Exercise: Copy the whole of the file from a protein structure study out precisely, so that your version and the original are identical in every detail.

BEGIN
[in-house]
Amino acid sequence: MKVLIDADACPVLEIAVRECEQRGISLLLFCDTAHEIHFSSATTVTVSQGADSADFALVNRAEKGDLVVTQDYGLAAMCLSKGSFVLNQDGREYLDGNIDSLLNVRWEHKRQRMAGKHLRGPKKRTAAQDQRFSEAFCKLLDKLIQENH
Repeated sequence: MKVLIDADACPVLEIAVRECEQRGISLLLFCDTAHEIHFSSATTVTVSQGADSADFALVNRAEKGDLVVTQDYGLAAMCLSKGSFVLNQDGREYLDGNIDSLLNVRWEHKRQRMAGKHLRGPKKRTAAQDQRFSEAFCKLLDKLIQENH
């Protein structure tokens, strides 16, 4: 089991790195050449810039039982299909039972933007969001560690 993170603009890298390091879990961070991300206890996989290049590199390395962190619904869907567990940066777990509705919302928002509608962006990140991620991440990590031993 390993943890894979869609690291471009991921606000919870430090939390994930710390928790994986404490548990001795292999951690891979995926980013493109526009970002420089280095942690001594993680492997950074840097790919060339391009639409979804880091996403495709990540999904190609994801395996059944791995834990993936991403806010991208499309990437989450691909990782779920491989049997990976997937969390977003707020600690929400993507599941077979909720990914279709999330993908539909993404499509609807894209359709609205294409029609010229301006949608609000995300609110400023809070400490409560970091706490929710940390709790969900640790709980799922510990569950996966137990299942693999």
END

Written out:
[in-house]
Amino acid sequence: MKVLIDADACPVLEIAVRECEQRGISLLLFCDTAHEIHFSSATTVTVSQGADSADFALVNRAEKGDLVVTQDYGLAAMCLSKGSFVLNQDGREYLDGNIDSLLNVRWEHKRQRMAGKHLRGPKKRTAAQDQRFSEAFCKLLDKLIQENH
Repeated sequence: MKVLIDADACPVLEIAVRECEQRGISLLLFCDTAHEIHFSSATTVTVSQGADSADFALVNRAEKGDLVVTQDYGLAAMCLSKGSFVLNQDGREYLDGNIDSLLNVRWEHKRQRMAGKHLRGPKKRTAAQDQRFSEAFCKLLDKLIQENH
């Protein structure tokens, strides 16, 4: 089991790195050449810039039982299909039972933007969001560690 993170603009890298390091879990961070991300206890996989290049590199390395962190619904869907567990940066777990509705919302928002509608962006990140991620991440990590031993 390993943890894979869609690291471009991921606000919870430090939390994930710390928790994986404490548990001795292999951690891979995926980013493109526009970002420089280095942690001594993680492997950074840097790919060339391009639409979804880091996403495709990540999904190609994801395996059944791995834990993936991403806010991208499309990437989450691909990782779920491989049997990976997937969390977003707020600690929400993507599941077979909720990914279709999330993908539909993404499509609807894209359709609205294409029609010229301006949608609000995300609110400023809070400490409560970091706490929710940390709790969900640790709980799922510990569950996966137990299942693999």